On 1 March, around sixty students slipped into the role of national delegates for a round of simulated Asia-Europe Meeting (ASEM) negotiations hosted by the Swiss Federal Institute of Technology of Lausanne (EPFL). The Model ASEM Switzerland Spin-Off 2017 was organised to mark Asia meets Europe/Europe meets Asia Day. The event was created by the FDFA in partnership with DiploFoundation, the EPFL College of Humanities, EPFL Model United Nations (MUN) and the Asia-Europe Foundation to give young people the opportunity to experience first-hand how multilateral discussions are carried out and to make practical recommendations to ASEM members.
The Asia-Europe Meeting (ASEM) is an intergovernmental forum that brings together countries from the two continents to discuss political, economic and socio-cultural issues of common interest and to strengthen relations between Asia and Europe. It was established in 1996 in view of the need for a meeting point between these two global regions. ASEM comprises 51 member states, the two EU institutions and the Southeast Asian Nations (ASEAN) secretariat. It helps members create and develop ties among themselves and facilitates multilateral dialogue. ASEM member countries account for 60% of the world’s population today and almost 60% of global GDP.
Switzerland has been a member since 2012 and participates regularly at ASEM summits and conferences. ASEM meetings are an important opportunity to foster dialogue with different Asian countries and to gain an overview of Asia-Europe relations. Switzerland also takes part in ASEM initiatives and specific projects that fall within the scope of its foreign policy priorities.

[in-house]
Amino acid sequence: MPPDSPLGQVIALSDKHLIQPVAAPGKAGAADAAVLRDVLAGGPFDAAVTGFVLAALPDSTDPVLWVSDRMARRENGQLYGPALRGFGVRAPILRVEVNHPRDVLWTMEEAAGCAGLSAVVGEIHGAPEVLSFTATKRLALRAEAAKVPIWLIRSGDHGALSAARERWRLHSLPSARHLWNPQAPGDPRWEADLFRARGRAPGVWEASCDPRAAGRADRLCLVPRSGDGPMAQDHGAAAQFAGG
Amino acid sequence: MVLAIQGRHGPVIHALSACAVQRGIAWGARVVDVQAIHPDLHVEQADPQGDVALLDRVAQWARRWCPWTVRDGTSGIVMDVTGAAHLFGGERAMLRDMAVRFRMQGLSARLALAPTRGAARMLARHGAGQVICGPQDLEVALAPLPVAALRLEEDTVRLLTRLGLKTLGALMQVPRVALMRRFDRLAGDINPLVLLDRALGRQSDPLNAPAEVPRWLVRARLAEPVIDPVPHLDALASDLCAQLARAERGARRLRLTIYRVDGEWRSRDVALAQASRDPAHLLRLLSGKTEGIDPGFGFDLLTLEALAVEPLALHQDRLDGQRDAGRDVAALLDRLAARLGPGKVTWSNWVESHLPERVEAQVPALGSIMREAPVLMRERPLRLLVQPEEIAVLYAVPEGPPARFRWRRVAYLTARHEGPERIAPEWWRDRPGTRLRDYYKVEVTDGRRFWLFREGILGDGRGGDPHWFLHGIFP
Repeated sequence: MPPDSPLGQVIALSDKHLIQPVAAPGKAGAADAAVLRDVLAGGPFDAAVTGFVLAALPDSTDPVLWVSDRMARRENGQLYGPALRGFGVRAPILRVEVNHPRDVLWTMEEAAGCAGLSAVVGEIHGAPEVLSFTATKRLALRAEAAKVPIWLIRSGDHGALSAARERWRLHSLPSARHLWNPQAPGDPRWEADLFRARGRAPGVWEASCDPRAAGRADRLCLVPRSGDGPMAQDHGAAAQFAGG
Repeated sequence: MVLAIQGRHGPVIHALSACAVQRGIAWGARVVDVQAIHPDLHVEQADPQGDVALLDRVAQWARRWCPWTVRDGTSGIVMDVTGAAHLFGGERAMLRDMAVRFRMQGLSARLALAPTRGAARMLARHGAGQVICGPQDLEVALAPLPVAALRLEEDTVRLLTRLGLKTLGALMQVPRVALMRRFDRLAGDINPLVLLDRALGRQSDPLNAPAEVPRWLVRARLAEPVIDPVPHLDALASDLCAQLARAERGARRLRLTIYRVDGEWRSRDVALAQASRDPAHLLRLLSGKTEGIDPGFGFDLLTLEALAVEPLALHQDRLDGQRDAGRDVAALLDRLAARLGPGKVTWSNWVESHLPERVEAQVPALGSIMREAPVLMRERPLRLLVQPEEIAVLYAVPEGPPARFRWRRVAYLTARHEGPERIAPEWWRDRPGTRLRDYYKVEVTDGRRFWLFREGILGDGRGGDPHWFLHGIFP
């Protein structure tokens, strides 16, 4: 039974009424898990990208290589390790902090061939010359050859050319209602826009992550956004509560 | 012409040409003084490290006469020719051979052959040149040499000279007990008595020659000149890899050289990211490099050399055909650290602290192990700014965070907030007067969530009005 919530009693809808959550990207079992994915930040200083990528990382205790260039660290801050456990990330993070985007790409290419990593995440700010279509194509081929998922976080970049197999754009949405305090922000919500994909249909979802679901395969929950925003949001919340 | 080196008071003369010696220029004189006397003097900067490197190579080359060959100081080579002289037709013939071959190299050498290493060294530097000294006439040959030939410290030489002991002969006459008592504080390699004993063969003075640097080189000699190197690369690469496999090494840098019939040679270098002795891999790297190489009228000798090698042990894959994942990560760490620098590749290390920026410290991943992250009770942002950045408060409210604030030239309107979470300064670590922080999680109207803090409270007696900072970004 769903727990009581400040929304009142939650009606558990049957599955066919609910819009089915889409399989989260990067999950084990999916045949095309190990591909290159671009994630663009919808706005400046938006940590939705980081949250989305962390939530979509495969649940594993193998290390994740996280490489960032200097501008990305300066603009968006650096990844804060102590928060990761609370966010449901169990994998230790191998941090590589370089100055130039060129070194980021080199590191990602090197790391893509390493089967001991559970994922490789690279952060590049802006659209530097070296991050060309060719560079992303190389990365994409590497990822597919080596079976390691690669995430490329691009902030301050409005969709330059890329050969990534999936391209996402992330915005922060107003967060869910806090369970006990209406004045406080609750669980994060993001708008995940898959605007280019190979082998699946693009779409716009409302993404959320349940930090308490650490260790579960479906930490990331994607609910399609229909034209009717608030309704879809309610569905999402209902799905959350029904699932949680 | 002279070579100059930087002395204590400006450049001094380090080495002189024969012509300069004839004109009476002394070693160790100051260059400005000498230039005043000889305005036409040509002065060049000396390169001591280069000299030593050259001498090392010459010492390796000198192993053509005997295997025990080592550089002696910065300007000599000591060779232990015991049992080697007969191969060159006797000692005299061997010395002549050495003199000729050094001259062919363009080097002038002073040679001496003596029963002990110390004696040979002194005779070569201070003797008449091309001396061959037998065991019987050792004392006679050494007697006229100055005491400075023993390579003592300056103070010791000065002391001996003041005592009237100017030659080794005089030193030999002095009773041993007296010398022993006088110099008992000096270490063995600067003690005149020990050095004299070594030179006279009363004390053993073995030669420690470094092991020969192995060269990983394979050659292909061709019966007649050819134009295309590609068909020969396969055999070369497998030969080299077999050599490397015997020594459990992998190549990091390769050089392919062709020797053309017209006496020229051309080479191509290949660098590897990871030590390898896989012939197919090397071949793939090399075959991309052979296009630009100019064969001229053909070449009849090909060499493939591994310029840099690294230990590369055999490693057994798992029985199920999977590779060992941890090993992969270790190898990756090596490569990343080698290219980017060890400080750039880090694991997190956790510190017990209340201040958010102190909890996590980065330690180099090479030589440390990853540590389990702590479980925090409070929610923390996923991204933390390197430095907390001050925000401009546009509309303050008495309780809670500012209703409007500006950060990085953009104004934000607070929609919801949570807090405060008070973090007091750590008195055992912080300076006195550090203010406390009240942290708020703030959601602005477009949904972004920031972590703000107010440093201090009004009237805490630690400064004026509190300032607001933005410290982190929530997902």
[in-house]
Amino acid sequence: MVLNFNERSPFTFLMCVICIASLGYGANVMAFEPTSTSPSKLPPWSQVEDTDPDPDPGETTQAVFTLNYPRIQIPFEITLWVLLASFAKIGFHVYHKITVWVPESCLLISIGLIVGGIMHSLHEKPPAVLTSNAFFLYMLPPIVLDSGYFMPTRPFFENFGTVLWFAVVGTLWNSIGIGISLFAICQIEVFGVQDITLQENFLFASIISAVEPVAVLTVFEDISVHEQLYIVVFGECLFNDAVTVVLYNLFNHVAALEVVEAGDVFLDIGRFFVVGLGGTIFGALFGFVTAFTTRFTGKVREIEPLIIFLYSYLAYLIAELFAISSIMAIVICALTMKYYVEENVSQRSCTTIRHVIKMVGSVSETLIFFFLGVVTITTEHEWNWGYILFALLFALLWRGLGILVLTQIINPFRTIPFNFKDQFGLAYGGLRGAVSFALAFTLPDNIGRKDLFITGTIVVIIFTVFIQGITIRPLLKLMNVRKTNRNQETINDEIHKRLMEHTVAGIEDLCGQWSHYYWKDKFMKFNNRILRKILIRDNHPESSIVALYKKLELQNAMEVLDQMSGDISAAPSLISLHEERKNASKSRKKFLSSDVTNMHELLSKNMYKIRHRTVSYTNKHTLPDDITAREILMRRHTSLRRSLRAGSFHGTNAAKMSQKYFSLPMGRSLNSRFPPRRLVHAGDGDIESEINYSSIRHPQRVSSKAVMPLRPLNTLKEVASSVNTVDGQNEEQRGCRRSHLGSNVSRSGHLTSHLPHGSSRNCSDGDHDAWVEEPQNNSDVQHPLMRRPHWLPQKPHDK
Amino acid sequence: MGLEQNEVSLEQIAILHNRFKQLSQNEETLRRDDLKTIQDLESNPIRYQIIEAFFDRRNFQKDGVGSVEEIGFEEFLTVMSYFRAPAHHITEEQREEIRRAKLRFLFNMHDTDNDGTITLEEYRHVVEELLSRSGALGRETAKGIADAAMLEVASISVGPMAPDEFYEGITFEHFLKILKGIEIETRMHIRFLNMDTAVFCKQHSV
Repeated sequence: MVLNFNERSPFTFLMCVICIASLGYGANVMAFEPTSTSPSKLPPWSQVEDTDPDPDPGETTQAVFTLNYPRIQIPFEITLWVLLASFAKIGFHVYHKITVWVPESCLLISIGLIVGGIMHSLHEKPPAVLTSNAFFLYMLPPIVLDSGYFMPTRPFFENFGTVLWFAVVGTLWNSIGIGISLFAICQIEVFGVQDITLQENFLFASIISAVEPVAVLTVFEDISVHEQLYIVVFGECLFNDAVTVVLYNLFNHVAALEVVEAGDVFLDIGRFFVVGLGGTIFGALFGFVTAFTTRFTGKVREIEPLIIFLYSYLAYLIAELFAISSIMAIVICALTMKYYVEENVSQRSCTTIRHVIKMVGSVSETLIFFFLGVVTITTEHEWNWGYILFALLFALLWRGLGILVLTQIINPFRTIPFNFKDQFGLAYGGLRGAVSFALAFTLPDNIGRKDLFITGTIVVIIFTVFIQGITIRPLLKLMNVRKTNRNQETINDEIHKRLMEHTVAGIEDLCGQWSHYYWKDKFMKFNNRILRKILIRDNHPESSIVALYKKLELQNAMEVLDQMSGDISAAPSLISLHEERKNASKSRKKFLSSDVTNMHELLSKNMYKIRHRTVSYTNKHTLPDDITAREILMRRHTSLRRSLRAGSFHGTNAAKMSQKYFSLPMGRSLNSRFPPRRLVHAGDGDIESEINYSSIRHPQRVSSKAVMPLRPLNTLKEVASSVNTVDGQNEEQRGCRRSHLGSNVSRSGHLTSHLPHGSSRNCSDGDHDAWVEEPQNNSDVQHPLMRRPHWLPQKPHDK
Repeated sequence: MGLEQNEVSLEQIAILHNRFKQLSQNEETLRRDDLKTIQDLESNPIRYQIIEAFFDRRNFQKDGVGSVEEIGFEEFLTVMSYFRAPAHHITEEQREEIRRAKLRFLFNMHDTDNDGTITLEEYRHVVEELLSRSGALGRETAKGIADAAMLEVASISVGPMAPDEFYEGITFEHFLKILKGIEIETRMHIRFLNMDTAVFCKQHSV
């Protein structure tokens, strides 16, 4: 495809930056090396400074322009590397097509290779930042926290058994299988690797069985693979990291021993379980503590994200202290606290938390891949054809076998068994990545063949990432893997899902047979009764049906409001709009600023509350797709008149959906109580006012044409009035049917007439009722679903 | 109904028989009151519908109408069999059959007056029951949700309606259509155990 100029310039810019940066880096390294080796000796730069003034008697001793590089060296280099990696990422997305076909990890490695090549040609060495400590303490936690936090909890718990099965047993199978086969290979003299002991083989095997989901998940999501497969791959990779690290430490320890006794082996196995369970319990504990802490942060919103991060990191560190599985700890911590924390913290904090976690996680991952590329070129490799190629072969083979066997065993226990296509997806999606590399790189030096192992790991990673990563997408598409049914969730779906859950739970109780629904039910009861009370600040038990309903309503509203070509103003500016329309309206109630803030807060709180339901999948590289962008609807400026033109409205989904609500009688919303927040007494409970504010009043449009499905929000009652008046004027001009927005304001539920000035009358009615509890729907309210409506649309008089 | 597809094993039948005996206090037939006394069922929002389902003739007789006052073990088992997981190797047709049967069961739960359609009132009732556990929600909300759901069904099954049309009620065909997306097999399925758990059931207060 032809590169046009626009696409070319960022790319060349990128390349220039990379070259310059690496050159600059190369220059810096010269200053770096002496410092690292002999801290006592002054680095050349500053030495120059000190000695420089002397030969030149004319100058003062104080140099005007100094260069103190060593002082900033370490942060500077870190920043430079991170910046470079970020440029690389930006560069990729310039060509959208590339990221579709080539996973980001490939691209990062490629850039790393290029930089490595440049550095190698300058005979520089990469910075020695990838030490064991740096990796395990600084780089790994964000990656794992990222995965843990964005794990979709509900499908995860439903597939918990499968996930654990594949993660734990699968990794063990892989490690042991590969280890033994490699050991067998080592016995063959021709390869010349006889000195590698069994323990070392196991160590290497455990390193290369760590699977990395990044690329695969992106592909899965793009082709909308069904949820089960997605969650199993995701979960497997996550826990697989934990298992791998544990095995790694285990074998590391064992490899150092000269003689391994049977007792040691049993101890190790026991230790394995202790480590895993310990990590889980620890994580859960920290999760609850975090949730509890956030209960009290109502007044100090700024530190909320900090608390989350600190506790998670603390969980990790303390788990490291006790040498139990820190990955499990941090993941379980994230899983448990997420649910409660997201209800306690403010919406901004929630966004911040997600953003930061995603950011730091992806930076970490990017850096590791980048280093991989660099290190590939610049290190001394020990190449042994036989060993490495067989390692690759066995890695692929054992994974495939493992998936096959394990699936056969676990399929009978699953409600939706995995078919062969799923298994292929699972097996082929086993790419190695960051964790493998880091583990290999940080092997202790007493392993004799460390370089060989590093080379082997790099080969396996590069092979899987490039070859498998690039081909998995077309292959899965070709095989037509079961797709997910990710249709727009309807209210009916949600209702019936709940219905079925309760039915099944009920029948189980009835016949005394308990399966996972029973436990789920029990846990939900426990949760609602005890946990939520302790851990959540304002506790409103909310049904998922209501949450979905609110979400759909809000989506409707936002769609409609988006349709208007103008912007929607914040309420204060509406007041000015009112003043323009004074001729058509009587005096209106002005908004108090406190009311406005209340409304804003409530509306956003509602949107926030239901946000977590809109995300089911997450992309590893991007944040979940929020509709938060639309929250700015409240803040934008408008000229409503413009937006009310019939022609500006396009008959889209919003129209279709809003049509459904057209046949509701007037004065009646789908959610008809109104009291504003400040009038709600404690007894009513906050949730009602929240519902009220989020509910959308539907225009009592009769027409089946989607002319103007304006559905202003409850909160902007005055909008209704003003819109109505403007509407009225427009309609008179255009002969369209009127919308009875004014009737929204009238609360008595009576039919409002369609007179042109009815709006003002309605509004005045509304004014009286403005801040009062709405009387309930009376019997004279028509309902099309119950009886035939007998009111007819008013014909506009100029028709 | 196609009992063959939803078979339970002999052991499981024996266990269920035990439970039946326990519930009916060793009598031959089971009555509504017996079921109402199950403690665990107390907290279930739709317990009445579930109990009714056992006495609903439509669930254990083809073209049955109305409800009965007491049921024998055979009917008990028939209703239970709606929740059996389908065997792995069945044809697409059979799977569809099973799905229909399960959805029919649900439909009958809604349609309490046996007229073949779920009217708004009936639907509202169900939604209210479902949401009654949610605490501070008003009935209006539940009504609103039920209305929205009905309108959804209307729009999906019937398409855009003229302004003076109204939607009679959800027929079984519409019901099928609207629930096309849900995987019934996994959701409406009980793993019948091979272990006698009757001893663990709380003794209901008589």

Model ASEM is a simulation of the ASEM summit. Participants take on the role of different member countries, make statements, negotiate and agree on the final document, which is then presented to the ASEM member states. The recommendations made by the young participants are intended to provide food for thought on the future of Asia-Europe relations. The EPFL event on 1 March culminated in a panel discussion with official representatives from Indonesia, the European Union, the Asia-Europe Foundation and Switzerland.
The simulated negotiations help make ASEM better known and raise awareness of areas of interest between the two continents. They provide participants with an opportunity to dive into the world of international negotiations within multilateral forums.
For the participating students, Model ASEM tests their public speaking skills and requires them to both present and advocate for their ideas. They must also be able to work in teams, demonstrate leadership, be well-prepared for the challenging discussions and have a good knowledge of the positions of the countries they are representing on that day.
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